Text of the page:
[Python] Setting up alerts on SQL Server Job Agent failures

Level of Difficulty: Beginner to Intermediate.

So you’ve found yourself in a semi-ops situation where you need to do daily checks on SQL Server Agent Jobs because the client, Steve, has concerns that his data is not updating.

Now you have to go through the manual process of opening SQL Server Management Studio then logging into the server, clicking on the SQL Server Agent and actually checking the status of the jobs every so often when, in reality, you could just get notified when something fails. Sounds like a good idea right? Here’s how to do it!

What are the steps?

The steps that we will be following are:

  1. Create the Python script
    1. Import Libraries
    2. Enter server details
    3. Select and configure a database engine
    4. Get jobs with their statuses
    5. Filter for failures that occurred today
  2. Set up alerting
  3. Schedule Python

Deep Dive

Let’s dive deeper into the steps listed above.

Create The Python Script

Create a Python script named JobMonitoring.py.

Ensure that the pandas and either pyodbc (ensure sqlalchemy is also installed if you are using pyodbc) or pymssql libraries are installed. You can install these libraries by executing the following commands:

Using pymssql

pip install pandas
pip install pymssql

Using pyodbc

pip install pandas
pip install pyodbc
pip install sqlalchemy

Import libraries

Use the code below to import the correct libraries if you are using pyodbc:

import pandas as pd
import pymssql
import pyodbc
from sqlalchemy import create_engine

Use the code below to import the correct libraries if you are using pymssql:

import pandas as pd
import pymssql

Enter Server Details

Add the necessary information to the JobMonitoring.py script or read from a config file (recommended). Ensure that the database is set to read from msdb, unless there’s a stored procedure that lives elsewhere:

server = ''
user = ''
password = ''
database = 'msdb'

Configure Database Engine

If you are using pyodbc, configure the server using the following code:

params = urllib.parse.quote_plus(r'DRIVER={};SERVER={};DATABASE={};UID={};PWD={}'.format(driver, server, database, user, password))
conn_str = 'mssql+pyodbc:///?odbc_connect={}'.format(params)
conn = create_engine(conn_str)

If you are using pyodbc, configure the server using the following code:

conn = pymssql.connect(server, user, password, database)

If you are using Windows authentication to get into the SQL Server, remove user and password from either of the above methods.

Get Jobs with Statuses

For this portion of the code, we will be relying on one of the functions built into the msdb, sp_help_jobactivity. The following code needs to be added to read the results into a pandas dataframe:

df = pd.read_sql('EXEC msdb.dbo.sp_help_jobactivity;', conn)

Are you facing permission challenges?

Ask the admin of the database to create a stored procedure for you to run and replace the msdb.dbo.sp_help_jobactivity in the code above with SQLAgentJobHistory. The stored procedure should look as follows:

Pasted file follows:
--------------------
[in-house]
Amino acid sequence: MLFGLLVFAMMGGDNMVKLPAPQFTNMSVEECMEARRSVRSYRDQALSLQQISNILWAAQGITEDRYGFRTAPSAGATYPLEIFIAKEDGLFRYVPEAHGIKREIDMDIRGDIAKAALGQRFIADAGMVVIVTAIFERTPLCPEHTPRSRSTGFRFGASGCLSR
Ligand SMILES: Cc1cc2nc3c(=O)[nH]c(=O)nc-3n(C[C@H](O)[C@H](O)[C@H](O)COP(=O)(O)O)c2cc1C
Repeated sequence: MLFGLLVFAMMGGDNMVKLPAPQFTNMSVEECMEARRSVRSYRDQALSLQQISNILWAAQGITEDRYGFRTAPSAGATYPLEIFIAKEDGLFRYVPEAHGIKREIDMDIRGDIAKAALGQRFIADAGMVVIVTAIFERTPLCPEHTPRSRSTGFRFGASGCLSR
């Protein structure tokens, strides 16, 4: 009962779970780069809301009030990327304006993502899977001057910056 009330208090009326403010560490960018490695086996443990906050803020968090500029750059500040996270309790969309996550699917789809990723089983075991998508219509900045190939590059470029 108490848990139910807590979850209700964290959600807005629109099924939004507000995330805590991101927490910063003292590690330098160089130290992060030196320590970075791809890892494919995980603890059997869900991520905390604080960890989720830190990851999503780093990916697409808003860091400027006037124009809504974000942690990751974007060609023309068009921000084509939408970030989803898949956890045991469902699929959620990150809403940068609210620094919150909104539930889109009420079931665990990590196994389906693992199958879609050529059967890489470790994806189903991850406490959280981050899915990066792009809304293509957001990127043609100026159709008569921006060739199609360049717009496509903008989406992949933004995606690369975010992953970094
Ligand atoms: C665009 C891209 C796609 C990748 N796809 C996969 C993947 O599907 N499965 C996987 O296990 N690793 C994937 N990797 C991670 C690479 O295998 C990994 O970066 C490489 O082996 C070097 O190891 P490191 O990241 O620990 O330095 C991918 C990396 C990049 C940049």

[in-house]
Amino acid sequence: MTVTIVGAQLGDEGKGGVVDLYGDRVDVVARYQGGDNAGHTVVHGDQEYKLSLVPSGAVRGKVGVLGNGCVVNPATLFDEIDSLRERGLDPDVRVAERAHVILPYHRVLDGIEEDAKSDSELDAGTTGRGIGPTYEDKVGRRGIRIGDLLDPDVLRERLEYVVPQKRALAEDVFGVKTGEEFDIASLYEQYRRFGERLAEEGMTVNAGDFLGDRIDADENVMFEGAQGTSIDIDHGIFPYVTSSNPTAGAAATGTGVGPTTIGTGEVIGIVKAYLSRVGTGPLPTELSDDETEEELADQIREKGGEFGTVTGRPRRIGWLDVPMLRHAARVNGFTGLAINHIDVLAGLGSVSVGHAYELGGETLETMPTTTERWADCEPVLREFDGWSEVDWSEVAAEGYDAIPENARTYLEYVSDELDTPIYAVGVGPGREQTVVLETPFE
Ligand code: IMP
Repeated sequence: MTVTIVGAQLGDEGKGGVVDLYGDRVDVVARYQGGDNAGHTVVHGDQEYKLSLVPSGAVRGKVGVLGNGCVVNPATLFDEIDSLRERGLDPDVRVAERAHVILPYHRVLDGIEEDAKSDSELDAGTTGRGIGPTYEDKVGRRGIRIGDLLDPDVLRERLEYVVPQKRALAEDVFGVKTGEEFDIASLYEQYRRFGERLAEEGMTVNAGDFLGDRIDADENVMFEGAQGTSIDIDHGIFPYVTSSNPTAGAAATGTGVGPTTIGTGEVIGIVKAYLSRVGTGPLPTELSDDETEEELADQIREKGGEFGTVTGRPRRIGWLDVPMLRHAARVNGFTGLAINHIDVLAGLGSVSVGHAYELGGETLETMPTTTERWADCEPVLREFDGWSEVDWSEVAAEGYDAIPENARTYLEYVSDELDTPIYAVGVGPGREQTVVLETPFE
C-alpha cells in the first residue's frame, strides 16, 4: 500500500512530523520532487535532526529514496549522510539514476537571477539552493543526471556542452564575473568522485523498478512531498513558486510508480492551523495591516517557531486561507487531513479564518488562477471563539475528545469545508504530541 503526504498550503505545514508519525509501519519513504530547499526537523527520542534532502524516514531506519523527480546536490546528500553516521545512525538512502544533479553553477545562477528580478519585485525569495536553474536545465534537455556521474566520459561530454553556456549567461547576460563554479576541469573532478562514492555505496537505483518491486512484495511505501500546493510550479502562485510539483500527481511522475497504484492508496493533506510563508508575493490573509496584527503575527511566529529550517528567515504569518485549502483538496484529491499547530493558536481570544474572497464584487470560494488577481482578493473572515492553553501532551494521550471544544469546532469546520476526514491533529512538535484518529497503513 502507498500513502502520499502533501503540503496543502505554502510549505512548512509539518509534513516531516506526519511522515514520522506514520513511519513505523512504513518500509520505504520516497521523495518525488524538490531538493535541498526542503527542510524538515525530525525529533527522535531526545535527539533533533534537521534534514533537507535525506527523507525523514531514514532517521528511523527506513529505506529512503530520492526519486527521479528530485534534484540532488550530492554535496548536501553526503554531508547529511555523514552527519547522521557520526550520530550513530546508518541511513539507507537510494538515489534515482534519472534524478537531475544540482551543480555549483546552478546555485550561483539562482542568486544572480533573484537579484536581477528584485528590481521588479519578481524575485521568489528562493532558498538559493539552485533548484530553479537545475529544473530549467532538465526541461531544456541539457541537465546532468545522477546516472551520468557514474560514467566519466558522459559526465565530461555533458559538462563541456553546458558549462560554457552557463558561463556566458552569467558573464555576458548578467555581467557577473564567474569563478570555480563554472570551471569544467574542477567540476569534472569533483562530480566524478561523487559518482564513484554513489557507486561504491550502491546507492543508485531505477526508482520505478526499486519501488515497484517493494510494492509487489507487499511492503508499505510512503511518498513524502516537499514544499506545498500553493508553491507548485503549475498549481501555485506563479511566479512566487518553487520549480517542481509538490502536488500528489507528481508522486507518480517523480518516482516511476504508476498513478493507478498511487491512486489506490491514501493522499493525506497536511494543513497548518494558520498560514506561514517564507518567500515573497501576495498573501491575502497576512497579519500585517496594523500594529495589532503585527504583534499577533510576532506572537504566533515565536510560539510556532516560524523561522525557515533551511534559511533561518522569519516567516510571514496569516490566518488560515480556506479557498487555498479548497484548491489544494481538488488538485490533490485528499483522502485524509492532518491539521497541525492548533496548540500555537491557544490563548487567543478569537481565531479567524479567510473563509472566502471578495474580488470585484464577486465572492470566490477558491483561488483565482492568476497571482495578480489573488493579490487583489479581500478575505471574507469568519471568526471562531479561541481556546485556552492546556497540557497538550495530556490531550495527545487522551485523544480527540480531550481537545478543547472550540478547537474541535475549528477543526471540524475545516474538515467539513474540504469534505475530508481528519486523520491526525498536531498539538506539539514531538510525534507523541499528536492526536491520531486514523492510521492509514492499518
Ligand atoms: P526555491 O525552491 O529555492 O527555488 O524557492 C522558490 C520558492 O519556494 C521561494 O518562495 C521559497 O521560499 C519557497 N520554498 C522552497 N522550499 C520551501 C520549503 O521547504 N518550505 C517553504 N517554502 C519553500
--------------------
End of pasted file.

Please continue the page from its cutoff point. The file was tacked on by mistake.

EXEC msdb.dbo.sp_help_jobactivity; 


Filter for Failures that Occurred Today

Back in JobMonitoring.py, add the following code to apply the filters:

# order by last_executed_step_date
df['last_executed_step_date'] = pd.to_datetime(df['last_executed_step_date']).apply(lambda x: x.date())
df['last_executed_step_date'] = df['last_executed_step_date'].astype(str)

# create a dataframe that contains jobs executed today
df_today = df[df['last_executed_step_date'] == datetime.today().strftime("%Y-%m-%d")]

# create a dataframe that contains the jobs that have failed
df_failed = df_today[df_today['run_status'] == 0]

Setup Alerting

Inside of JobMonitoring.py, create a method named alert:

def alert(job_name, last_run):
    # add method of alert, ie. MS Teams, Slack, API call, etc.
    print('{} failed at {}'.format(job_name, last_run))

Check out this repo for ways of incorporating alerting via certain instant messaging platforms.

Add the following code to call the alert method that was just created:

if len(df_failed) > 0:
    for index, element in df_failed.iterrows():
        alert(element['job_name'], element['last_executed_step_date'])

Schedule Python Script

Let’s schedule this script to run on your local PC or server, using Task Scheduler.

  1. Hit Start and search for Task Scheduler
  2. Under action items, hit Create Task…
  3. Give your task a name and description
  4. Navigate to the Triggers tab and hit New…
  5. Customise the schedule as necessary and make sure that Enabled is checked
  6. Navigate to the Actions tab and click on New…
  7. Assign the Program/Script to your default interpreter, here’s how to find your interpreter
  8. Grab the path of the JobMonitoring.py script and paste it in Arguments
  9. Run through the settings in the rest of the tabs to see if there’s anything else you’d like to customise to your need.
  10. Select OK
  11. Now right click on the job in Task Scheduler and select Run

The above code is available in this Github repo.

Consider your job scheduled! Did you get stuck somewhere or is there anything you want to add? Drop a comment or send your question/ suggestion through to jacqui.jm77@gmail.com

Published by Jacqui Muller

I am an application architect and part time lecturer by current professions who enjoys dabbling in software development, RPA, IOT, advanced analytics, data engineering and business intelligence. I am aspiring to complete a PhD degree in Computer Science within the next three years. My competencies include a high level of computer literacy as well as programming in various languages. I am passionate about my field of study and occupation as I believe it has the ability and potential to impact lives - both drastically and positively. I come packaged with an ambition to succeed and make the world a better place.

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